Association Between Socioeconomic Status and Comorbidities Among Patients With Rheumatoid Arthritis

Results of a Nationwide Cross-Sectional Survey

Anna Shin; Seunghwan Shin; Ji Hyoun Kim; You-Jung Ha; Yun Jong Lee; Yeong Wook Song; Eun Ha Kang


Rheumatology. 2019;58(9):1617-1622. 

In This Article


The present study confirms a high prevalence of comorbidities across multi-organ systems in RA patients,[1] and shows that SES is an important risk factor of common comorbidities in RA patients aged <63 years. Among three SES components, income level was most strongly associated with RA-related comorbidities including mental (depression, depressive mood and suicide ideation), cardiometabolic (diabetes, obesity and hypertriglyceridemia) and musculoskeletal comorbidities (osteoarthritis). Low education was associated with suicide ideation in those aged <63 years. We did not find any significant association between SES levels and comorbidities among those aged ≥63 years.

Studies of SES effect on RA comorbidities have been largely limited to depression.[9–11] Depression has been one of the most common RA-related comorbidities, found in up to 15–17% of RA patients.[1,12] Jacobi et al. reported a 2.6-times risk of depression associated with low SES among RA patients.[10] Consistent with previous studies,[1,10,12] our study showed that ~10% of RA patients had depression and that the age-adjusted odds for depression was 2-fold increased associated with low income.

The most notable finding of our study is an increased risk of cardiometabolic risk factors (diabetes, obesity and hypertriglyceridemia) and musculoskeletal disease (osteoarthritis) in association with low vs high income even in relatively young RA patients. The widespread effect of low income on various organ systems is in line with clustered comorbidities observed in RA patients of low SES.[13]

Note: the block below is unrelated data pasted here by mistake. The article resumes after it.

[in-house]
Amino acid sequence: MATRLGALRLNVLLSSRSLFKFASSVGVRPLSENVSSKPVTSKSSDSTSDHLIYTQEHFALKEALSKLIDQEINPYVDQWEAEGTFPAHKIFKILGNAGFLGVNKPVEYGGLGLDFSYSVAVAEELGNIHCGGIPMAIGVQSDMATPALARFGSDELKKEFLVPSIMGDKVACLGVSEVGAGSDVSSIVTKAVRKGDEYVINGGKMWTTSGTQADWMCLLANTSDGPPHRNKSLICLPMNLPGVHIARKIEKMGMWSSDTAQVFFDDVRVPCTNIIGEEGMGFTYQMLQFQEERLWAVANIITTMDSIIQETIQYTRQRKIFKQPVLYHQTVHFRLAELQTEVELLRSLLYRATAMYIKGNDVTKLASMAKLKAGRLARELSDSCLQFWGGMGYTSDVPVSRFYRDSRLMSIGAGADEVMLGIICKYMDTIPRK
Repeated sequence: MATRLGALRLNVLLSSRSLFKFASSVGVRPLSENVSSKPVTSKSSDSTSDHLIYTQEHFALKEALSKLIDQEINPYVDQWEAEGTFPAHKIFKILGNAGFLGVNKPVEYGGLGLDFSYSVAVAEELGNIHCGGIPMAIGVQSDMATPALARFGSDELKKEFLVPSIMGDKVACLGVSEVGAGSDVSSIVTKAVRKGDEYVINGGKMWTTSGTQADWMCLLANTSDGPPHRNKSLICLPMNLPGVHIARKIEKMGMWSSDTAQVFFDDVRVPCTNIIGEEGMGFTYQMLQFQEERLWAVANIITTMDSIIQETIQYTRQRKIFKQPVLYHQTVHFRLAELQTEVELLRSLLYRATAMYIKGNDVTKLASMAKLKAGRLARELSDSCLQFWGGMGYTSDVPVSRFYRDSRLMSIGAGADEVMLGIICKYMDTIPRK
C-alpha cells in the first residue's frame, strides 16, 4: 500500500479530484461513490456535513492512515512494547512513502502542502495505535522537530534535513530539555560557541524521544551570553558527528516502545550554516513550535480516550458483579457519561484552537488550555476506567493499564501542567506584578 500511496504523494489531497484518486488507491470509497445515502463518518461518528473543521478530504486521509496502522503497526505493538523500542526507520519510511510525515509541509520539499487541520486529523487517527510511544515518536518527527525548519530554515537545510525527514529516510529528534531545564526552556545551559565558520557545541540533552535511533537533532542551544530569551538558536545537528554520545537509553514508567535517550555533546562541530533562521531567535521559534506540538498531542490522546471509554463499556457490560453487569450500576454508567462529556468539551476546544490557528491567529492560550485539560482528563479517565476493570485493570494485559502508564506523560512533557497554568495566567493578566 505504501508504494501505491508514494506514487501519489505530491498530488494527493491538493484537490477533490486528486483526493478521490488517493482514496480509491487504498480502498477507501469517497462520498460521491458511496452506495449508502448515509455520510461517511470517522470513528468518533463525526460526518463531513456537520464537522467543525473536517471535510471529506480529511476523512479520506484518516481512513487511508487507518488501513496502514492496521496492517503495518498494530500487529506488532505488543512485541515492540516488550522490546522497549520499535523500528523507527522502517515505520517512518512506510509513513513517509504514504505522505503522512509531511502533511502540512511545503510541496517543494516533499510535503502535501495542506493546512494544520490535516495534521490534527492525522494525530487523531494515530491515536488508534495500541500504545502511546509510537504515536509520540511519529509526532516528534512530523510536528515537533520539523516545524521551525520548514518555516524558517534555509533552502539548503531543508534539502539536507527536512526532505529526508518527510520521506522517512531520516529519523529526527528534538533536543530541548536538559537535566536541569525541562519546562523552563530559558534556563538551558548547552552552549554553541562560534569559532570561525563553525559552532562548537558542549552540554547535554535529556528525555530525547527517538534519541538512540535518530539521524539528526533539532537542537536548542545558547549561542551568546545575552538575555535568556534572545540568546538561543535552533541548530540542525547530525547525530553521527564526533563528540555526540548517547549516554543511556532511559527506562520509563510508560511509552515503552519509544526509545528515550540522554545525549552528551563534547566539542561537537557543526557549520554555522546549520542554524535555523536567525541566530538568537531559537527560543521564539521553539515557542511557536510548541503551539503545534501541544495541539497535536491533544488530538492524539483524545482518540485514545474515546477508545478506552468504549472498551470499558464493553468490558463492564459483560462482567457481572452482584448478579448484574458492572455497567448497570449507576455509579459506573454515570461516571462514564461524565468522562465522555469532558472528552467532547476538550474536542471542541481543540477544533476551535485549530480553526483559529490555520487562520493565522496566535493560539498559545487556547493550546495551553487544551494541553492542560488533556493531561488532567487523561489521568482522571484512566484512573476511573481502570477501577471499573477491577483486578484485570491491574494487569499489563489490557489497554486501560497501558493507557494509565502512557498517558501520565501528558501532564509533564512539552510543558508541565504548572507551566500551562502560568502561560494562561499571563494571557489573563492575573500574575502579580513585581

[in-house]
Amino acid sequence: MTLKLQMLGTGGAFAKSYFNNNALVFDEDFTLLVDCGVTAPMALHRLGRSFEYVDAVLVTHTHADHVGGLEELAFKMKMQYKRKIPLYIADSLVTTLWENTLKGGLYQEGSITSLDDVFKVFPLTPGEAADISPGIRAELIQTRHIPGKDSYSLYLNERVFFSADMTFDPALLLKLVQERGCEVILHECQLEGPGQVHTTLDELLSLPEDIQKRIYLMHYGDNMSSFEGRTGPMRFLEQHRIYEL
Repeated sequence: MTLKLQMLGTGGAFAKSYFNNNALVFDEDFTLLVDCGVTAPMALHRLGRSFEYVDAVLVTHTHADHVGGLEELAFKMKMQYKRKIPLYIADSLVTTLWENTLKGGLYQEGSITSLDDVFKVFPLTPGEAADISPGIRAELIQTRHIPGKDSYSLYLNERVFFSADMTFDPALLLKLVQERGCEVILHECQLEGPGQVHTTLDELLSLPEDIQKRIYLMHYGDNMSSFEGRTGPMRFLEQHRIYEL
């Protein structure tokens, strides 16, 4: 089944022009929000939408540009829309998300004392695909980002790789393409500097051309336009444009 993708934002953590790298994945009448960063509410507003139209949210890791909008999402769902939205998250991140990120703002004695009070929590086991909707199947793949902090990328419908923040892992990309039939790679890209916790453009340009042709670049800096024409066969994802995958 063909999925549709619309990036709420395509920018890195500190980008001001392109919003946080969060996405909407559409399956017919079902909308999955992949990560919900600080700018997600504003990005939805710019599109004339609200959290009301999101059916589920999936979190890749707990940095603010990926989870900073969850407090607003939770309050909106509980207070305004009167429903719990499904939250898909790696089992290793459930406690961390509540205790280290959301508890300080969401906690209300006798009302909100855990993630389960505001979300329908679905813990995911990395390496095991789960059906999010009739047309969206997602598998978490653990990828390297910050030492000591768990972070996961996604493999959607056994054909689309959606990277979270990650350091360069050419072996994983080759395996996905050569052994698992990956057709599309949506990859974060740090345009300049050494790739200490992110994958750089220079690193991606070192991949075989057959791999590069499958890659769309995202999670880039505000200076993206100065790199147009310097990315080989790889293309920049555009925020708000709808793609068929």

Previous studies had reported an increased prevalence of cardiometabolic risk factors in RA vs non-RA patients or in a low vs high SES population.[2,14] Our study shows that such risk would be further elevated in the co-presence of RA and low SES. Moreover, considering that low SES is a strong predictor of high RA activity,[6,7] our findings are consistent with the previous knowledge that the risk of metabolic syndrome is elevated in the proportion to RA activity.[15] Our results call for particular attention in light of an exceptionally high cardiovascular risk in RA patients.[2] Because the cardiometabolic risk factors found in our study to aggregate in low SES patients are modifiable by treatment, SES should be actively considered in RA management.

Low income is a risk factor for osteoarthritis development.[16] An increased risk of secondary osteoarthritis has been noted in RA of higher activity or longer duration.[17,18] Our study shows that osteoarthritis is as prevalent as 11% in relatively young patients who would actively participate in occupational activity, and that low income/education confers a 2-fold increased risk of osteoarthritis among RA patients. Because the function of RA patients is already in jeopardy,[7] comorbid osteoarthritis would cause a high disease burden in low SES patients.